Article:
Another question about your amazing campaign, one of the most spectacular events of 2017. You were very involved in social networks. Some consider them to be the reason for populisms having achieved such success. Marine Le Pen relied on a very simple form of rhetoric and lost. Trump used a similar rhetoric and won. I think much depends on who you’re up against. I’m convinced that the Democrats backed the wrong candidate. How did you work out the best way to use social media?

This was one of our main priorities throughout the campaign. In France, Front National and France Insoumise(led by Jean-Luc Mélanchon) are the social media experts. The reason is historical. For years, the far-right and far-left parties had no access to traditional media and had to resort to other forms of communication. Today these are the ways one can best influence people, in America and in France. We asked ourselves how we could compete with these factions, who had such a head start. We had less power and less money, so we had to do things differently, we had to innovate. We used a series of differentmessages, some amusing or featuring fun music, or we offered young people who no one knew the chance to speak their minds. It was important for us to set ourselves apart. And we used social media to mobilise our supporters. For example, we’d say, “We need 10-30 people this evening in this district of Marseille”. We used social media more as a mobilisation tool than a communication medium. Macron would speak to journalists and businessmen through traditional media, but we used social media in a different way.

Let’s talk about the future. The EU is currently propped up on two legs, yours and Germany’s. Thinking of Italy, and hoping to have three legs in a couple of months, what kind of EU can we imagine building? Can we take some decisive steps in the four years ahead? Is the defence union a real possibility? And will we have a budget for it?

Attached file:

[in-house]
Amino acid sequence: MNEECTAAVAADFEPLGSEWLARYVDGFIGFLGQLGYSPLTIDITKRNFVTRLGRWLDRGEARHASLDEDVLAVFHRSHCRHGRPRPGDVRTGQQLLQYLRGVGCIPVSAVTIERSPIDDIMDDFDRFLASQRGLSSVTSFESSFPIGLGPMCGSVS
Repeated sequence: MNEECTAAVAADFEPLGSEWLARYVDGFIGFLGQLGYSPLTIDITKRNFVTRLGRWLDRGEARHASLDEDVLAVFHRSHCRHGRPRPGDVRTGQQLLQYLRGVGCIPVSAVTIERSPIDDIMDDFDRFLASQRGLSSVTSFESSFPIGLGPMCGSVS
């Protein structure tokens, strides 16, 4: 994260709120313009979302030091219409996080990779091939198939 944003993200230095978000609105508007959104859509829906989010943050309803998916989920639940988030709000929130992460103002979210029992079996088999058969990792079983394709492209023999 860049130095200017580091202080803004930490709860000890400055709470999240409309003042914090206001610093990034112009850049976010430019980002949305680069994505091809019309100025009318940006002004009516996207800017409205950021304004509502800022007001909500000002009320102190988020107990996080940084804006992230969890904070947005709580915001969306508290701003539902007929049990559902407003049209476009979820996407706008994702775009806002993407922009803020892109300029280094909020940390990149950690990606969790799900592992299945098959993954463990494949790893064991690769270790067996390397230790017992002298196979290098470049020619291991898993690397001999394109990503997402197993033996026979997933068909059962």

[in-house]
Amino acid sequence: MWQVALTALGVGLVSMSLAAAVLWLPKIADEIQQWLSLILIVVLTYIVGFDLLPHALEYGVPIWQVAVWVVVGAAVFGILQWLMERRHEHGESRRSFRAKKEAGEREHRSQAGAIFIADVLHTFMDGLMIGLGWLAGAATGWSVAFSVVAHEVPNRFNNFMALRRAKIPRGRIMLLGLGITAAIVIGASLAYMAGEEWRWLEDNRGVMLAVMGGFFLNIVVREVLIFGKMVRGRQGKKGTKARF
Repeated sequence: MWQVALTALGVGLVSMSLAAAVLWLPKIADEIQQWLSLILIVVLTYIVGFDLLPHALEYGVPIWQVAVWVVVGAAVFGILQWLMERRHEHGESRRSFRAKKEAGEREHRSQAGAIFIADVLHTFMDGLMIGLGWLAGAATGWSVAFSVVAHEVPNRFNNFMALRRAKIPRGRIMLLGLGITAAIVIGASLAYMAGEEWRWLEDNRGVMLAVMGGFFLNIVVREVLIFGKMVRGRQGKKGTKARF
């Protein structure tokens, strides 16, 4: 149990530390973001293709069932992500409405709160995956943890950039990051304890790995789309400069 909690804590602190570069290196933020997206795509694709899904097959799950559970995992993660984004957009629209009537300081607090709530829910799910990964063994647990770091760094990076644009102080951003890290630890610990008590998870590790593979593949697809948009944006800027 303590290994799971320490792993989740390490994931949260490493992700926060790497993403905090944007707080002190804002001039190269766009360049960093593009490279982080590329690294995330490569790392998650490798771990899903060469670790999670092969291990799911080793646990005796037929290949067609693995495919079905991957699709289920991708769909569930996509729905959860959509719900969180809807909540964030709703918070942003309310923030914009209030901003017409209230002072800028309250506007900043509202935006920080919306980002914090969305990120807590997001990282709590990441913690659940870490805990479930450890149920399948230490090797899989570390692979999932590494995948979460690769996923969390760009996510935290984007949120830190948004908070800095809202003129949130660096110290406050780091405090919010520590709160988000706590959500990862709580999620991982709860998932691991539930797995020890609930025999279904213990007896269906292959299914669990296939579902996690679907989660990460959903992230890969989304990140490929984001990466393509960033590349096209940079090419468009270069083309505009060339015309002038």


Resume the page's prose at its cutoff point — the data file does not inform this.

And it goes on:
It’s essential that Europe be rebuilt right away after the European elections. We have three options. The first is to keep the status quo that no one seems to appreciate and has obvious limitations. The second is to turn back and resort to a more nationalist approach, but if we choose this path we must realise that we will never be able to compete with China, India or the US on an economic front. And we know that reinforcing borders is never an answer to migration problems, nor to domestic social or economic ones. Therefore the only positive way forward is our third option: rebuilding Europe, which means offering something to our citizens. During the campaign, Macron presented his European programme. His first point was the need to establish European sovereignty, introduce European security measures, organise defence, control migration, address climate change and the digital revolution. That’s why we need a community budget. After the banking union, we must move towards fiscal convergence.

The current community budget is set at 1% of GDP, 50% of which goes to agriculture. Do you think it possible for us to raise it to 2% soon while improving diversification?